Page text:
As we wait for the Vatican to disclose the results of the internal investigations of the Theodore McCarrick case, journalists are already busy helping us understand it—and not only here in the United States. A book published earlier this month by two veteran Italian journalists, Andrea Tornielli and Gianni Valente, casts new light on the McCarrick story and the events of this past summer. Il giorno del giudizio (The Day of Judgment) offers important context and history for the events that have unfolded since the Holy See announced in June that it had removed Theodore McCarrick from public ministry. Some of this context was known already but had been forgotten in the rush of new information. But the book also offers new information from inside sources at the Vatican.
Tornielli and Valente give considerable attention to the part of the story Carlo Maria Viganò’s testimony barely touched on—the role played by Pope John Paul II and his personal secretary, Msgr. Stanisław Dziwisz, who was appointed archbishop of Kraków a few weeks after John Paul II’s 2005 death as a reward for his service to the pope. (His resignation was accepted by Francis in December 2016). “Don Stanislao” (for those in the know) had great influence on the most important episcopal appointments, including McCarrick’s. While he was ordinary of Metuchen and then of Newark, McCarrick was able to funnel a huge amount of money to Rome for the pope’s various causes, and some of this ended up, secretly, with the Polish anti-Communist movement. Msgr. Dziwisz would not have forgotten these fundraising favors.
Tornielli and Valente also provide evidence that John Paul II was not as ill during the rise of McCarrick as Viganò’s testimony suggests. McCarrick’s four promotions (Metuchen, Newark, Washington, and finally the college of cardinals) all took place during John Paul II’s pontificate, and the last one in 2001 when John Paul II was still well enough to undertake difficult international trips. In that year alone, he traveled to Armenia and Kazakhstan, Ukraine, Greece, Syria, and Malta. During John Paul II’s pontificate, there were several cases of high-ranking prelates removed for committing sexual abuses: Francisco Josè Cox of the Schönstatt movement in Chile (quietly transferred to Germany in 2002); Juliusz Paetz, the archbishop of Poznan, Poland (removed in 2002, in a case with striking similarities to McCarrick’s); and Cardinal Hans Hermann Groër of Vienna in 1995. Cox will soon return to Chile to face justice. Paetz’s only punishment has been his forced retirement. Groër died in 2003. At his funeral Cardinal Joachim Meisner, the archbishop of Cologne (appointed by JPII), described him as a kind of martyr who had suffered unjust punishment—a testimonial that will go down in history as one of the most troubling moments in the church’s dealing with the plague of sexual abuses. (Cardinal Meisner himself died in 2017, one year after cosigning the infamous “dubia” against Pope Francis. Benedict XVI’s personal secretary, Georg Gänswein, delivered a personal message from the “pope emeritus” at Meisner’s funeral.) When in 1998 the Austrian bishops (including Cardinal Christoph Schönborn) dared to complain to Rome about the influence the disgraced Cardinal Groër still enjoyed in the Curia, the Vatican’s secretary of state, Cardinal Sodano, rebuked them on behalf of John Paul II.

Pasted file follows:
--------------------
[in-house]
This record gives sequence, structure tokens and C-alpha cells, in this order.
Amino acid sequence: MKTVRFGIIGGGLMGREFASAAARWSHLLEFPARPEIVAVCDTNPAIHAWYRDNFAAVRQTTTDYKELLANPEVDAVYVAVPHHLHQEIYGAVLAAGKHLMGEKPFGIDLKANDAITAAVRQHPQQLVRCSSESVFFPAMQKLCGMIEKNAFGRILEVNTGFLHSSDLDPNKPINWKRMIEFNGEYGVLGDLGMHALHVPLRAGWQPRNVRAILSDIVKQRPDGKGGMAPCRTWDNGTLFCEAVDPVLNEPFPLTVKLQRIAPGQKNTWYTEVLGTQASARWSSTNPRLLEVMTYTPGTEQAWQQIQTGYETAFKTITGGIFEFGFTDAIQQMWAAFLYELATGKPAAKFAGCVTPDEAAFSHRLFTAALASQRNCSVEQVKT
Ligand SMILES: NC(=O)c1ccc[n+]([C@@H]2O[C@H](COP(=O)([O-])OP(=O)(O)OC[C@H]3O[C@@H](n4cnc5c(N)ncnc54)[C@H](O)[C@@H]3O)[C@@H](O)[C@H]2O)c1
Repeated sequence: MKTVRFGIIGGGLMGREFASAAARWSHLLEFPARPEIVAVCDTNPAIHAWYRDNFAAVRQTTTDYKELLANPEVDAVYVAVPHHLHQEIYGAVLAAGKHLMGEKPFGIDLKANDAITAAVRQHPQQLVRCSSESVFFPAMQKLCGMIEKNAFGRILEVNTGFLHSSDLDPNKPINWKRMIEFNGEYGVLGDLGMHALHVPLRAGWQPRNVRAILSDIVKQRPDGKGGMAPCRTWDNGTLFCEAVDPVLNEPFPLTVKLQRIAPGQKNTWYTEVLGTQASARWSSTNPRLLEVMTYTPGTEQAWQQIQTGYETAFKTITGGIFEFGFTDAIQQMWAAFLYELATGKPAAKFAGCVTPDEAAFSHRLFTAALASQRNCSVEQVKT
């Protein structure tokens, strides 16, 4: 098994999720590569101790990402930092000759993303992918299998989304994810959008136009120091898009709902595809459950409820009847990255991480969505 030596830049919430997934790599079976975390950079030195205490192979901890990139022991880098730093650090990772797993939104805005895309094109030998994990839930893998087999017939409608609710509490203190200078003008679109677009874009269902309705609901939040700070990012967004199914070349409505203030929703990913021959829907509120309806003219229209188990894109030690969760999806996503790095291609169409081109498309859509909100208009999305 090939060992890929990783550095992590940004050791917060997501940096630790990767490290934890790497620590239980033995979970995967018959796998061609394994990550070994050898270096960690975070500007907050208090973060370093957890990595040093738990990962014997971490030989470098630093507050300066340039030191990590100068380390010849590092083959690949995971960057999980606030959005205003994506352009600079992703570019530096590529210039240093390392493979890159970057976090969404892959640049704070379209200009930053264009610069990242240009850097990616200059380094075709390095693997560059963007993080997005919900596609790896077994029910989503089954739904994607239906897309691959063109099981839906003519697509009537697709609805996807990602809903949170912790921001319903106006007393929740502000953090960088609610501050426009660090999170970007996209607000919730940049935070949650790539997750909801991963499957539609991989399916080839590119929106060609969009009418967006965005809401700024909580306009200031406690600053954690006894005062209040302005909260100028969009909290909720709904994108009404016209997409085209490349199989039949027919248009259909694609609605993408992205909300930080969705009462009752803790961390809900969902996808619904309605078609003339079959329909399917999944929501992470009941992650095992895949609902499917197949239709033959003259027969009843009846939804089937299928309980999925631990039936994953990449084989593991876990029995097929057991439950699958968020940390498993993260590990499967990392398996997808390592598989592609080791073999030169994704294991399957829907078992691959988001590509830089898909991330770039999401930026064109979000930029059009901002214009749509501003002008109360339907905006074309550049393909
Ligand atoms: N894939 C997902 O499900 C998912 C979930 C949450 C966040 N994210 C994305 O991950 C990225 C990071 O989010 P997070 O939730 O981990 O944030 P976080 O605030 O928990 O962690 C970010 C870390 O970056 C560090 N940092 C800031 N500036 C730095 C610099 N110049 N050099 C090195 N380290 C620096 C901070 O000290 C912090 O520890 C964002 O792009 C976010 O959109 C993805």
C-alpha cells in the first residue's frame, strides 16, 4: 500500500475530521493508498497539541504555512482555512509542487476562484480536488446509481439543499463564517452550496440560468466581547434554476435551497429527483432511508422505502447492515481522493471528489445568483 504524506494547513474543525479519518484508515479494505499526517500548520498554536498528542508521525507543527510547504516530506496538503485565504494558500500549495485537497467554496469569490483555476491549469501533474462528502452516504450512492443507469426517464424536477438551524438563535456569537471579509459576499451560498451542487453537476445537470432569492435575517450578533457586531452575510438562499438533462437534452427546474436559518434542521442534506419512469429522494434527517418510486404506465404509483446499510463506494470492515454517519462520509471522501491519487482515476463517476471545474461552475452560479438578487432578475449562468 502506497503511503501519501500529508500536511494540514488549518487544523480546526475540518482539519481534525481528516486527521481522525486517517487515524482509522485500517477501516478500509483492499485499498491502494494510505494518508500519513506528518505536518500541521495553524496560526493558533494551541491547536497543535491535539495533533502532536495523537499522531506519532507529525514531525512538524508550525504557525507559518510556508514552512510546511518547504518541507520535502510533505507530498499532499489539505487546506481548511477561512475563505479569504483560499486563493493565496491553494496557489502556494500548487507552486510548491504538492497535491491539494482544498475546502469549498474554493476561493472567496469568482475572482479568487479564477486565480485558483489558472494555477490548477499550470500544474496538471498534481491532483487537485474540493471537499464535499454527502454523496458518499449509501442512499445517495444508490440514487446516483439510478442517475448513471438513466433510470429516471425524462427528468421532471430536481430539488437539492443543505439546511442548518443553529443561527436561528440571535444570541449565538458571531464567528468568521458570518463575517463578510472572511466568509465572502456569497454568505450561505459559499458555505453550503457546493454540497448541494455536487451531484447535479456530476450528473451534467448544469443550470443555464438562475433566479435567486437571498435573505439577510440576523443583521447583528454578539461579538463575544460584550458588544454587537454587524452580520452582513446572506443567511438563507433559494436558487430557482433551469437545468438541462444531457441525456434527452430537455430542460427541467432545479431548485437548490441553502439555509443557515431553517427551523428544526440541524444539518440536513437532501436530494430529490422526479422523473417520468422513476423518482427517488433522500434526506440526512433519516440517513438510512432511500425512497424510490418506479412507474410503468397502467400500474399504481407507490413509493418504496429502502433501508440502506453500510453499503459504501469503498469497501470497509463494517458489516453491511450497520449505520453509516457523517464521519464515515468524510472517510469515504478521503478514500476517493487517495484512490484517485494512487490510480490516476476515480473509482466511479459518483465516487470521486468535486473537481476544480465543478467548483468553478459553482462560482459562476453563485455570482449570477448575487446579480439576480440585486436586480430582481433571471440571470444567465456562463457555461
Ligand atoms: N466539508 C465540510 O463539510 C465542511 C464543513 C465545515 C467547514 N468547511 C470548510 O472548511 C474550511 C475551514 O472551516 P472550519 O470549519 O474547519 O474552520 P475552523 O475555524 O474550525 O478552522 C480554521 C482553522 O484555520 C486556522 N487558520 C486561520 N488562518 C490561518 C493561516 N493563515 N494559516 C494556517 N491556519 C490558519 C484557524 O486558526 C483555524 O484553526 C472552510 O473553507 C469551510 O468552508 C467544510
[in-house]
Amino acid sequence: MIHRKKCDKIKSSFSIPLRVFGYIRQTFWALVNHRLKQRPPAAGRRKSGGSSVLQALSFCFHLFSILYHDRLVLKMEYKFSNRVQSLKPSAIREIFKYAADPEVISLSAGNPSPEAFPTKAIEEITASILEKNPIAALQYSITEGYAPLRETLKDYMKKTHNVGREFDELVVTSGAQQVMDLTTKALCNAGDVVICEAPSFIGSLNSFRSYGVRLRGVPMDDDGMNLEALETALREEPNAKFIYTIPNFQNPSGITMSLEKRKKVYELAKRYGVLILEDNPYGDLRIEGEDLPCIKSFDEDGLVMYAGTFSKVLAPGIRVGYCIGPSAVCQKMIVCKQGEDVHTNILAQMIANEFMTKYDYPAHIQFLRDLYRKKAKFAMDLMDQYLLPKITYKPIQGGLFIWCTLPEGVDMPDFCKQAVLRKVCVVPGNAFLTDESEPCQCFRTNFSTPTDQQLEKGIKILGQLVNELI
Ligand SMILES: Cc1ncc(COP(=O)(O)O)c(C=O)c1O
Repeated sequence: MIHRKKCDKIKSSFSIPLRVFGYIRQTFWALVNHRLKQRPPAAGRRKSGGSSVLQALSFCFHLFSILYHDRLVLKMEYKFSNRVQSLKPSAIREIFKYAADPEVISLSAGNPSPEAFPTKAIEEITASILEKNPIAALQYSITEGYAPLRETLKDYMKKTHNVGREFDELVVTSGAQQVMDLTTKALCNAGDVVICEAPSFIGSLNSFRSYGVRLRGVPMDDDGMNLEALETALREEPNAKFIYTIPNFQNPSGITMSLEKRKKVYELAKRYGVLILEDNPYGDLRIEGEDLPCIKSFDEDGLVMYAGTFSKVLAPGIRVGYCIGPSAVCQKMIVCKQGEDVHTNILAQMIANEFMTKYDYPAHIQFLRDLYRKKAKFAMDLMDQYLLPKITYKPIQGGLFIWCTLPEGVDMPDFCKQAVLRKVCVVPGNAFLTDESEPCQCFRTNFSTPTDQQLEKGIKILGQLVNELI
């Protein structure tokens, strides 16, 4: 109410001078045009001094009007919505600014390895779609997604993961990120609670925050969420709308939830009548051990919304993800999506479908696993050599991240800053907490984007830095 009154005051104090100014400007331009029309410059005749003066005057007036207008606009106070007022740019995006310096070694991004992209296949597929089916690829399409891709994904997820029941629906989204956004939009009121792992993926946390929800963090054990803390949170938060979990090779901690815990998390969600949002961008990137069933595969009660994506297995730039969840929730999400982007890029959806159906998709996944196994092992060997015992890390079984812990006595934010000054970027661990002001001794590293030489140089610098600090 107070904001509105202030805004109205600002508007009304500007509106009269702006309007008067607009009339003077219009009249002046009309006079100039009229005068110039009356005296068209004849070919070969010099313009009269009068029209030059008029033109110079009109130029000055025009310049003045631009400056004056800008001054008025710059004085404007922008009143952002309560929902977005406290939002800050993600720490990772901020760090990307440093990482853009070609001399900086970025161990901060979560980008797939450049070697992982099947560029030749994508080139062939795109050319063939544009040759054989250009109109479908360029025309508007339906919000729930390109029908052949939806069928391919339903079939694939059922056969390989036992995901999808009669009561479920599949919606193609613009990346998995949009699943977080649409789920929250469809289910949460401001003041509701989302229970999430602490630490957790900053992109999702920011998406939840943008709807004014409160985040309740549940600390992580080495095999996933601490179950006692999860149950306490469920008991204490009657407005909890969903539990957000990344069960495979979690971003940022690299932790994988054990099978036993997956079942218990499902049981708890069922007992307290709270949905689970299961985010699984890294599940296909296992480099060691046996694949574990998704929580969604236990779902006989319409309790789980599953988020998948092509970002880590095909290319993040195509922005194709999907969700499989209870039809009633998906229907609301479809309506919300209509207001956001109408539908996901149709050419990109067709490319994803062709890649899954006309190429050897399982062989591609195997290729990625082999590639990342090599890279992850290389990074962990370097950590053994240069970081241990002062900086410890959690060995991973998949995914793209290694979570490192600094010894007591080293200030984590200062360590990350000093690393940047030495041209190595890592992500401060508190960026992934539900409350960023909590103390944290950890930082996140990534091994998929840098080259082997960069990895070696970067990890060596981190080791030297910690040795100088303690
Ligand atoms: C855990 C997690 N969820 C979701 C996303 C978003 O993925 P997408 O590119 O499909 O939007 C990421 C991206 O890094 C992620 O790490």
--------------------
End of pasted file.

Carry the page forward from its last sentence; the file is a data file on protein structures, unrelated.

Tornielli and Valente’s book also provides new details about the rise of McCarrick. Vatican sources told them that Cardinal John O’Connor of New York objected strongly to John Paul II’s idea of rewarding McCarrick and the diocese of Newark with a stop during his papal visit to the United States in 1995, by which time rumors had already begun circulating about McCarrick. But according to Tornielli and Valente, Dziwisz was able to intercept these objections before they reached the pope. In an October 1999 letter to Gabriel Montalvo, who was then the apostolic nuncio to the United States, Cardinal O’Connor expressed his concerns about the possible promotion of McCarrick to the archdiocese of Washington D.C. because of what he had heard about McCarrick’s harassment of seminarians. To no apparent effect: in November 2000 McCarrick was appointed archbishop of the nation’s capital by a John Paul II still quite able to make decisions on episcopal sees. Just a few weeks later, in February 2001, McCarrick was also made a cardinal.